Thank thee, bishops
America's Roman Catholic bishops aren't completely obsessed by abortion and gay marriage. My former colleague Ann Rodgers, one of the best religion reporters around, reports in the Pittsburgh Post-Gazette that bishops have been battling over whether to approve a retro English translation of the Mass with more traditional (and, critics charge, more stilted) language.
The new/old language won out at the recent bishops' conference. So now when the priest says "The Lord be with you," the congregation will reply "And with your spirit," not "and also with you," the current, clunky and inaccurate translation of the response I learned as an altar boy: "Et cum spiritu tuo." Like W.H. Auden, I believe that you can combine conservatism in liturgical language with more progressive political view.
Conservatism is cool even when it leads to technical language. Take the line in the Nicene Creed in which, in recent years, Jesus has been described as "one in being with the Father." Now he will be described as "consubstantial with the Father." Abstruse? Perhaps. But truer to the Latin rendering of a Greek theological distinction that once led to violence between Christians. Confusion can beget a look into church history.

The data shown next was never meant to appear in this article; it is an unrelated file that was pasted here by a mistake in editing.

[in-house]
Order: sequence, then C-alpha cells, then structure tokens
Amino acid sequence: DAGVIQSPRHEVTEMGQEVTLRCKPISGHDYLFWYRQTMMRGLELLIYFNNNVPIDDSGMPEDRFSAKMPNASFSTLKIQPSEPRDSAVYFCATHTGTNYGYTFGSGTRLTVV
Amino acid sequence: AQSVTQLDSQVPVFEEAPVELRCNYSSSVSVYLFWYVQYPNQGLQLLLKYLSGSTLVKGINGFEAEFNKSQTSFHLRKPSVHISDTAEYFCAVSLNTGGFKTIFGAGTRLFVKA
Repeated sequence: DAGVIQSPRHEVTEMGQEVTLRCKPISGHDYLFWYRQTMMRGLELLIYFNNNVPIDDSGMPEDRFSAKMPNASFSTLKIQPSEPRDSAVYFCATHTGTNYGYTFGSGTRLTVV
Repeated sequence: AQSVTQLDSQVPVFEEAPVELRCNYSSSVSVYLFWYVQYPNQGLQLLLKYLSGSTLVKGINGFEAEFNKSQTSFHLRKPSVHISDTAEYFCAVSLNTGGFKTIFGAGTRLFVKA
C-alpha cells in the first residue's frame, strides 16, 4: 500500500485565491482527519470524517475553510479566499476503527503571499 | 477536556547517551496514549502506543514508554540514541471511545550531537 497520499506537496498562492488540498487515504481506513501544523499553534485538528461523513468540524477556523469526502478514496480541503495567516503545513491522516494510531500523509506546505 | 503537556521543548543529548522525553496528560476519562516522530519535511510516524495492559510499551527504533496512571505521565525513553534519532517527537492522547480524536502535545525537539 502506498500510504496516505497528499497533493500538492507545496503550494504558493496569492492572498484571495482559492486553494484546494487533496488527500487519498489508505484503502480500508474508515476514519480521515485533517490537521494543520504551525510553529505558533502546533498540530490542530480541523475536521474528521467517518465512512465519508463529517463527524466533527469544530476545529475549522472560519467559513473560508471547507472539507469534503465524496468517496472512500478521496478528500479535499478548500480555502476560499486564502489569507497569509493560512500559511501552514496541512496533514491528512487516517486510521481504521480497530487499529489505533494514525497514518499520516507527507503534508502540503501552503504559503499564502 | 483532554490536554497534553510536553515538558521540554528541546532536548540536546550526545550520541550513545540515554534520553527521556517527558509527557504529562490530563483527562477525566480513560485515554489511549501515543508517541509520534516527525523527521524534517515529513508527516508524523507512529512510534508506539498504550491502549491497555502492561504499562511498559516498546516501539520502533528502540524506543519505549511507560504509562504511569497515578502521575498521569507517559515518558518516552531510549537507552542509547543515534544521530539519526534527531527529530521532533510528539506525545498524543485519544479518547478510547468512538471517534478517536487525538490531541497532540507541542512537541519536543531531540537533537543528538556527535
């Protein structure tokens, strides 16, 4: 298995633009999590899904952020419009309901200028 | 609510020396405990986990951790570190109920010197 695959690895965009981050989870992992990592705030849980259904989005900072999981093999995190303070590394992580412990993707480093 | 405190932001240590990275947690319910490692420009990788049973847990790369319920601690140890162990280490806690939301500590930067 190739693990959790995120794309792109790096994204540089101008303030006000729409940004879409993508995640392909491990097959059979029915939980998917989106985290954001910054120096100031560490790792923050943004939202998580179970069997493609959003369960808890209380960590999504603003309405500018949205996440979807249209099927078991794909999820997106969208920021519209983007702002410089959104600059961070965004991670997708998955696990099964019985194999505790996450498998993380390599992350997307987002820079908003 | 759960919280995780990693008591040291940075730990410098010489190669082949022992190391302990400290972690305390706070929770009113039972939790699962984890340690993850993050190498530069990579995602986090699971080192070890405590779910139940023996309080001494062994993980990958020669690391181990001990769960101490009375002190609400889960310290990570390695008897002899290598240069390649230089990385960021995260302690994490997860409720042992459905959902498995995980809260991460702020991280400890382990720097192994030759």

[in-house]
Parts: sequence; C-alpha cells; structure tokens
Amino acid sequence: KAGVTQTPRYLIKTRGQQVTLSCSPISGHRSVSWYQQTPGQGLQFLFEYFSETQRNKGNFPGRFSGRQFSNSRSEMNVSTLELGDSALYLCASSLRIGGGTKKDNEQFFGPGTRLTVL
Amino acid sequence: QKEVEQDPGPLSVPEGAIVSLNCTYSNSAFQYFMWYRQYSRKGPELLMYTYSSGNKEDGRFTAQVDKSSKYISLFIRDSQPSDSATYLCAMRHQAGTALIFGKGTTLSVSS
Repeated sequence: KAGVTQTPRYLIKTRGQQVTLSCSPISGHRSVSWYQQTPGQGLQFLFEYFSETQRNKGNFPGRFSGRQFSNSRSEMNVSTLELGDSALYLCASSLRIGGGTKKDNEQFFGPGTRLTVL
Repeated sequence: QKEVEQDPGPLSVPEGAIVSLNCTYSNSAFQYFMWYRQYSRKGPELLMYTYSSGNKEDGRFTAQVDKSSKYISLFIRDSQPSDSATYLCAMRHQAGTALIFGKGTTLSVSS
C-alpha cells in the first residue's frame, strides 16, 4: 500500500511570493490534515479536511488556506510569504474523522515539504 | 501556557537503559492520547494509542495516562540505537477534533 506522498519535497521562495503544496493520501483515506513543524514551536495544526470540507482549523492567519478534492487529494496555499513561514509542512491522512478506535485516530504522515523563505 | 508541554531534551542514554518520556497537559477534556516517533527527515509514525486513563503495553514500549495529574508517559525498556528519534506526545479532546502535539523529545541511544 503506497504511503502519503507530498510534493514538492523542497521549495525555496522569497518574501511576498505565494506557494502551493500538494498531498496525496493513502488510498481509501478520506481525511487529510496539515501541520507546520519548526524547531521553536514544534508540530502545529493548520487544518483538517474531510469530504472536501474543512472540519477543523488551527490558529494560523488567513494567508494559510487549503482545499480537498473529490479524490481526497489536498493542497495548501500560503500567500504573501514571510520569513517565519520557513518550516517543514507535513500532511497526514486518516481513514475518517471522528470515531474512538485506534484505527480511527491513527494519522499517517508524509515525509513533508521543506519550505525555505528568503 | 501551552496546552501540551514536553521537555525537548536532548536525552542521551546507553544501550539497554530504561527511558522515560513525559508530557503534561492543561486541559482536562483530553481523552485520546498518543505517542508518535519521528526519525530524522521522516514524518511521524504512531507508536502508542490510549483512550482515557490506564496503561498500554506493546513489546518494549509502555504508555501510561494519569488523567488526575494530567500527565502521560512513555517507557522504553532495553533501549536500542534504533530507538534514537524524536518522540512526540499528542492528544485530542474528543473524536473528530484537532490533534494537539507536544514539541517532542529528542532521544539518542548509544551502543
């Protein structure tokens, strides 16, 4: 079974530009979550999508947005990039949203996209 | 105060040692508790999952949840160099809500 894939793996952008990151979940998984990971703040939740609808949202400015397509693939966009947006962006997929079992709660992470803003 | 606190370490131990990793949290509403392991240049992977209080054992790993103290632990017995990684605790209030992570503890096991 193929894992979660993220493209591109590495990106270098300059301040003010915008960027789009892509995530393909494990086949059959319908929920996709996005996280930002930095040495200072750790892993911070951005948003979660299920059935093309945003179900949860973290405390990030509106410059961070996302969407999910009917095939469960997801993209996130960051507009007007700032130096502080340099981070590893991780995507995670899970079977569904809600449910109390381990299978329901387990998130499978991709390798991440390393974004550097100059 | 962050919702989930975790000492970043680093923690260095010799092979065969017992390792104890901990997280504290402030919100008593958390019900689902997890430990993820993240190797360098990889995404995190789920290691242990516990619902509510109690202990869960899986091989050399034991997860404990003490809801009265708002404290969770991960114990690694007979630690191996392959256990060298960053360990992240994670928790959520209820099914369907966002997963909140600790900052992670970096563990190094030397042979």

Even archaic non-theological language can be a spur to education. When Christians used to say that Christ would return to judge the "quick and the dead," parents could explain to their bewildered children that "quick" referred not to marathon runners but to those who were living, who had been quickened in their mothers' wombs. The lesson could then turn to the expression "cut to the quick."
Now that the Vatican has invited restive Anglicans to bring at least some parts of their majestic Book of Common Prayer with them when they cross the Tiber, the "regular" Catholic Church has to worry about non-tone-deaf believers switching to the new church-within-a-church. The new/old liturgy approved by the bishops could be a bulwark against such defections.
-- Michael McGough